Hedge Funds and Civil Litigation

civil litigation
civil litigation

There have been recent changes in the civil litigation environment, which have meant that the hedge funds trading industry has also been affected significantly. Firstly, the portfolio manager is responsible for the profits from insider trading even if they do not derive any personal financial gain from it. This was exhibited from the court’s ruling regarding the case of Joseph Contorinis, who was the managing director of Jeffries & Company, Inc., and was involved in insider trading. His insider trading led to exorbitant profits and low losses for the enterprise. Even though Contorinis did not pocket the direct financial benefit, but he was still held liable because his job was linked to the well-being and performance of the fund. Further fines and penalties were also imposed on Contorinis and he was made to disgorge the unfair profit amassed by the fund. Disgorgement was seen as a suitable punishment as it prevents people from committing further frauds. Furthermore, criminal forfeiture was restricted to the amount Contorinis made for punishing the wrongdoer personally.

In another case, it was decided by the court that Morgan Stanley could recover compensation paid to the portfolio manager who was engaged in insider trading. This ruling was made on the basis of the “faithless servant” doctrine. Morgan Stanley was awarded restitution of 20 percent of portfolio manager’s compensation. Later, the firm sued the manager and demanded that they recover the entire compensation through the faithless servant doctrine. The doctrine would allow the recovery of the entire compensation in the situation where an employee has violated the contract or has been disloyal. According to Morgan Stanley’s contract, insider trading was explicitly prohibited. In the end, the court ruled in the favor of the firm and the manager had to forfeit $31 million of the compensation he had received from the firm during the time.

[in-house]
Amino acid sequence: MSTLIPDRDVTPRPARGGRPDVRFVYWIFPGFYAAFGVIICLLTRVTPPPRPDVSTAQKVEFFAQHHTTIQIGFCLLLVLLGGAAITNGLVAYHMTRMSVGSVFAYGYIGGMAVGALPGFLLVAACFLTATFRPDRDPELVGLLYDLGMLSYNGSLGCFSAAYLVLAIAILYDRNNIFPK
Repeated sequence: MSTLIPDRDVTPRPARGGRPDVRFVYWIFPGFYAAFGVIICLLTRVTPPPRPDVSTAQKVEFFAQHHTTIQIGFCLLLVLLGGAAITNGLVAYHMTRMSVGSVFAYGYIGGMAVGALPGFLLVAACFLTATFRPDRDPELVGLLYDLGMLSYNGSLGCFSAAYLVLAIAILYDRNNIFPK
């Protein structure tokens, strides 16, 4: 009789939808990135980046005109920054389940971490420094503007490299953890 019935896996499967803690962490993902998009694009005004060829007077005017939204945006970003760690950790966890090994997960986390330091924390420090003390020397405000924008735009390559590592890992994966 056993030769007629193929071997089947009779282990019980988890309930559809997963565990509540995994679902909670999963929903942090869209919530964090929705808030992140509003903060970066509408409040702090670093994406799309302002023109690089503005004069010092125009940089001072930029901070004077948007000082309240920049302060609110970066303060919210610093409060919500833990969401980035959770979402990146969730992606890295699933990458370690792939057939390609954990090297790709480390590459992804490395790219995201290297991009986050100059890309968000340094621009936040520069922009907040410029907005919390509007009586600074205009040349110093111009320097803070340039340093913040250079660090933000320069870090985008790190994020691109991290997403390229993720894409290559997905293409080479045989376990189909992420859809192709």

Another court also ruled that a fund manager’s voluntary production of materials would amount to a waiver of the privilege. In this case, Gruss, the CFO in Zwrin Entities, was held responsible for misconduct. Zwrin Entities conducted their own investigation to report the findings to SEC. Gruss sued the enterprise for defamation and breach of contract. The enterprise was unwilling to disclose the entire interview summaries during the course of its investigation as they were protected by the attorney-client privilege. The district court ruled that the enterprise had already violated his privilege by disclosing the material to SEC and they did this to escape liability. This ruling limited the scope of the selective waiver doctrine. The enterprise was only presenting those materials to SEC that were favorable for their own purposes, and they were also withholding the complete documents that Gruss had demanded.

Regulatory Enforcement

The Private Fund Unit was established by the SEC to examine misconduct in private equity funds, as well as in hedge funds. The unit investigates how funds value their assets, disclose information, and communicate with other investors. In addition to this, SEC also claims that areas like insider trading, misrepresentation to investors, and conflict of interest were equally important.

With regards to insider trading, the most important development has been the SAC case where the organization had to bear heavy fines for criminal and civil charges. The portfolio manager at SAC was also judged guilty of insider trading that helped the company to avoid losses. The former analyst at SAC also helped the firm to make illicit profits; he received insider information from another company and misused it to increase profits and avoid losses for his own firm.

Fraudulent misrepresentation is another important area for SEC; it is where hedge funds inaccurately represent the fund’s performance and also do not disclose full information to their clients. A hedge fund manager named Mathew Sample lied to his clients and gave them fake documents to show that they were making profits while, in reality, the trading strategy they engaged in was failing. One third of the investor’s money was used for Sample’s personal gains.

Another case highlighted is that of Alexander Mascioli of the North Street Capital hedge fund. Mascioli had sent an offer to another firm to acquire its shares. However, the firm did not have the funding for it and was propagating false information on its website. Mascioli sent a false email to a news website, which led to an increase in stock price of the company he wanted to buy.

Related Posts:

Tax Developments

Changes in Rules and Regulations Affecting the Hedge Fund Industry